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Multinational tax integrity bill enters Parliament

By Keith Ford
4 minute read

The government has introduced its multinational tax integrity legislation to Parliament, which seeks to improve the integrity of the tax system.

The Treasury Laws Amendment (Making Multinationals Pay Their Fair Share—Integrity and Transparency) Bill 2023 amends Australia’s thin capitalisation rules to limit the amount of interest expenses that entities can deduct for tax purposes from 1 July 2023.

The government estimated the measure would result in a gain to receipts of $720 million over the four years from 2022–23.

The bill would also see asset-based rules for general class investors replaced with earnings-based interest limitation rules and a new third-party debt test. It would also change the safe harbour test to a default fixed ratio test.

In a statement, Assistant Minister for Competition, Charities and Treasury, Dr Andrew Leigh, said: “This reflects the government’s immediate priorities to strengthen the thin capitalisation rules to stop excessive debt deductions and ensure that deductions are linked to genuine economic activity. The bill reflects several technical changes proposed by industry to provide a better balance with commercial arrangements, including for trust structures.

“The bill also introduces new reporting requirements for Australian public companies, both listed and unlisted, to disclose information on their subsidiaries in their annual financial reports, to apply from 1 July 2023. The reported information will ensure companies are upfront with how they structure their subsidiaries, including for tax purposes.”

The changes will come into effect from 1 July 2023, however, there are no more parliamentary sittings in this financial year, so the bill can’t be passed ahead of this date and the new provisions will apply retroactively. The Senate economics legislation committee is also due to deliver a report on the bill by 31 August 2023.

“The measures in the bill reflect several rounds of public consultation to balance the integrity of our tax system while continuing to support genuine commercial activity and being mindful of compliance costs. Treasury will continue to work with industry stakeholders to ensure the new rules operate as intended,” Dr Leigh said.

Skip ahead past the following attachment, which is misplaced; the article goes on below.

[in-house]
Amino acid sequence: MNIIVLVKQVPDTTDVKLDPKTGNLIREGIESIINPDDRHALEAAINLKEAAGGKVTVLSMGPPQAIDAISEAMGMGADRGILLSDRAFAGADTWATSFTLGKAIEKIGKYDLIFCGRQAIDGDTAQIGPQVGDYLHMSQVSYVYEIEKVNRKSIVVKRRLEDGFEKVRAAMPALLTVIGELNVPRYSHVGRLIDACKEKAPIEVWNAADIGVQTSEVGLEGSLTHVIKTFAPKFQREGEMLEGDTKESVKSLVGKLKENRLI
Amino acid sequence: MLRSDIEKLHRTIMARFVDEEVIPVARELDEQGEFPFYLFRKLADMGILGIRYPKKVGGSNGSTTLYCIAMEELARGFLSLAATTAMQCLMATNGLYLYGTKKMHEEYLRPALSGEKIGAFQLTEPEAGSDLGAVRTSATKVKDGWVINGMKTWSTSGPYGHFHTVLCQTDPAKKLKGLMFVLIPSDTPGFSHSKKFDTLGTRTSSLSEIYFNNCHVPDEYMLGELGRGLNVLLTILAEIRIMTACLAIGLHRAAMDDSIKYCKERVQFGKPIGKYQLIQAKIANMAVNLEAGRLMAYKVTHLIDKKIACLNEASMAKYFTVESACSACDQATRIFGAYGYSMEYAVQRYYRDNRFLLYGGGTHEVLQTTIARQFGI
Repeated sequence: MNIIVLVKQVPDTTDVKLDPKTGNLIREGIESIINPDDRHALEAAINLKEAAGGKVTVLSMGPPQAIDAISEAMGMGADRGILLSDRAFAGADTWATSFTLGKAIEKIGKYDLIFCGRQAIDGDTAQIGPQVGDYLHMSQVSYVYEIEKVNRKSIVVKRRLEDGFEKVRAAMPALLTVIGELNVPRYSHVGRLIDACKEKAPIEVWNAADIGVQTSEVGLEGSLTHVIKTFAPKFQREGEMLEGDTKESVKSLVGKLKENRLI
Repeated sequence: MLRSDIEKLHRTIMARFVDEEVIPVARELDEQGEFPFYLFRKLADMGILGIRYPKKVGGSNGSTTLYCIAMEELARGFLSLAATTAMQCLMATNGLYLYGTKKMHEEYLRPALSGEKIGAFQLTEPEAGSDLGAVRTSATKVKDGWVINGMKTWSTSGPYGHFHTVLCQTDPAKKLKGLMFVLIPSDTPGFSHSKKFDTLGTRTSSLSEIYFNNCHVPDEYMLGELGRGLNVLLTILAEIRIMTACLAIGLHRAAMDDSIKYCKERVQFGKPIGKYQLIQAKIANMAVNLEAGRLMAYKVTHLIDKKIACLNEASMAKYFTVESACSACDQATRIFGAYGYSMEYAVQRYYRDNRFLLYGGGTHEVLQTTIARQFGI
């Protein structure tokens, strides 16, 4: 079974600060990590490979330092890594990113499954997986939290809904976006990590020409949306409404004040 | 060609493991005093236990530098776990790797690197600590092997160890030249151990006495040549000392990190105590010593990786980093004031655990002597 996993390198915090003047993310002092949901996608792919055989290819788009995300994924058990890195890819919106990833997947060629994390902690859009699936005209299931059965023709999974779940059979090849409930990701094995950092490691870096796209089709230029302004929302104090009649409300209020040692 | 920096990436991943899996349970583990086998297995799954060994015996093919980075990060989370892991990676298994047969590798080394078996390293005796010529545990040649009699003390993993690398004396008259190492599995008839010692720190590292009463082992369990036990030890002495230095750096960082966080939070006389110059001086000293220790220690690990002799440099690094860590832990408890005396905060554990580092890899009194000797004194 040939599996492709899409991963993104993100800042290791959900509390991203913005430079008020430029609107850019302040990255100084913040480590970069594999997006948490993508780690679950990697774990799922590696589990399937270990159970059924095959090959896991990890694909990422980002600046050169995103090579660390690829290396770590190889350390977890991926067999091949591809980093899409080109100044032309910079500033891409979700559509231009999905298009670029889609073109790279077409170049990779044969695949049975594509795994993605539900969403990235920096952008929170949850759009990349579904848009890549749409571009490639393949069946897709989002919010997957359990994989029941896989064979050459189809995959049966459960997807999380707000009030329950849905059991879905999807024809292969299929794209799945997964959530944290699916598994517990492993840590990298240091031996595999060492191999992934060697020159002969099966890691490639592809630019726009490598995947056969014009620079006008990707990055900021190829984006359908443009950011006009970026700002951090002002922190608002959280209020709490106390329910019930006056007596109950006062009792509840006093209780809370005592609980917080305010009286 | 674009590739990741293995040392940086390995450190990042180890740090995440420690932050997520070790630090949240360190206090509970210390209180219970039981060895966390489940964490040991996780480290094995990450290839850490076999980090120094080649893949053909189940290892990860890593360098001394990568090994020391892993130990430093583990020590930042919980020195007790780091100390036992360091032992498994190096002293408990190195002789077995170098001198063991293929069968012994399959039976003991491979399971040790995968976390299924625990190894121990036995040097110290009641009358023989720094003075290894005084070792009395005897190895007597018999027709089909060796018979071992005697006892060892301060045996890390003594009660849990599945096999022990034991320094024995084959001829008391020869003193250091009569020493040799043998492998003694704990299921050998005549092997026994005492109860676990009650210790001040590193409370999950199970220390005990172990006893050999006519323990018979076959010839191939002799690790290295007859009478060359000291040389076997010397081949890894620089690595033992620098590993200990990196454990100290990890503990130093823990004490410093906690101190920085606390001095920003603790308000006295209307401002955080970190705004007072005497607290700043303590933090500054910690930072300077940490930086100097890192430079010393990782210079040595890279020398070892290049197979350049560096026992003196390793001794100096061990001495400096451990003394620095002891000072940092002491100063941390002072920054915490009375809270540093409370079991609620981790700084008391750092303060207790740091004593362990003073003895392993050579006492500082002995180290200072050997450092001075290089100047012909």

“The government will also continue to engage with stakeholders on our commitment to introduce a public country by country reporting regime. Over the coming months, we will further engage on the appropriate level of disaggregated reporting. This will build on refinements we have already made to align more closely with the European Union’s public country by country regime.”

Among the changes to the bill as introduced to Parliament and the exposure draft released in March is that the bill would no longer repeal section 25-90 of the Income Tax Assessment Act 1997.

In its submission to the consultation on the measures in April, the Financial Services Council (FSC) argued strongly against the repeal of section 25-90, which permits tax deductions for borrowings relating to the earning of offshore non-assessable non-exempt (NANE) income.

“The repeal of section 25-90 had not been previously mentioned in the government announcements nor in any of the previous consultations on the proposed changes to the thin capitalisation provisions,” the FSC submission said.

“The FSC considers that the repeal of section 25-90 is a separate and unrelated policy decision to the amendment of the thin capitalisation provisions to move to an earnings-based test.”

FSC also argued that the decision to repeal section 25-90 would represent a significant policy shift from Australia’s current income tax regime, which seeks to encourage Australia as a regional holding company jurisdiction.

“Repealing section 25-90 will increase the average cost of capital and make Australia less competitive in the global market,” the submission said.

“The repeal would mean that Australian based multinationals will be forced to raise equity finance, which is more expensive than debt, or else borrow in foreign jurisdictions — where debt margins may well be higher for foreign owned borrowers (and the benefit to the Australian economy from the use of Australian finance will be lost).”

The bill’s explanatory memorandum stated that “stakeholder concerns regarding section 25-90 were considered by government, with the proposed amendment deferred, reflected in its removal from the final legislation, to be considered via a separate process to this interest limitation measure”.